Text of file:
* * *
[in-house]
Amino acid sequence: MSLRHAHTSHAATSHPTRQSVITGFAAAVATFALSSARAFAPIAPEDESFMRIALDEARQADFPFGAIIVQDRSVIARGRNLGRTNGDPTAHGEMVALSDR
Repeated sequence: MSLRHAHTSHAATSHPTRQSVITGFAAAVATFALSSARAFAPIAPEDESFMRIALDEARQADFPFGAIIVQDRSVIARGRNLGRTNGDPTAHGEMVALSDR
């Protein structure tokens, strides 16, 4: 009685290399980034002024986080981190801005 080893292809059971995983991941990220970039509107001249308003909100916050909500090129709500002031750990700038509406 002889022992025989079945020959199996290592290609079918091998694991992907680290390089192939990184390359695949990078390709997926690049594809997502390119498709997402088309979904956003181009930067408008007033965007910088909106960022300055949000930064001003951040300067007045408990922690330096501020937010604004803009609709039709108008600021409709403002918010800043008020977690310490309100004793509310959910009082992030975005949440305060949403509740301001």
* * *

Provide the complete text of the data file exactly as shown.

[in-house]
Amino acid sequence: MSLRHAHTSHAATSHPTRQSVITGFAAAVATFALSSARAFAPIAPEDESFMRIALDEARQADFPFGAIIVQDRSVIARGRNLGRTNGDPTAHGEMVALSDR
Repeated sequence: MSLRHAHTSHAATSHPTRQSVITGFAAAVATFALSSARAFAPIAPEDESFMRIALDEARQADFPFGAIIVQDRSVIARGRNLGRTNGDPTAHGEMVALSDR
């Protein structure tokens, strides 16, 4: 009685290399980034002024986080981190801005 080893292809059971995983991941990220970039509107001249308003909100916050909500090129709500002031750990700038509406 002889022992025989079945020959199996290592290609079918091998694991992907680290390089192939990184390359695949990078390709997926690049594809997502390119498709997402088309979904956003181009930067408008007033965007910088909106960022300055949000930064001003951040300067007045408990922690330096501020937010604004803009609709039709108008600021409709403002918010800043008020977690310490309100004793509310959910009082992030975005949440305060949403509740301001």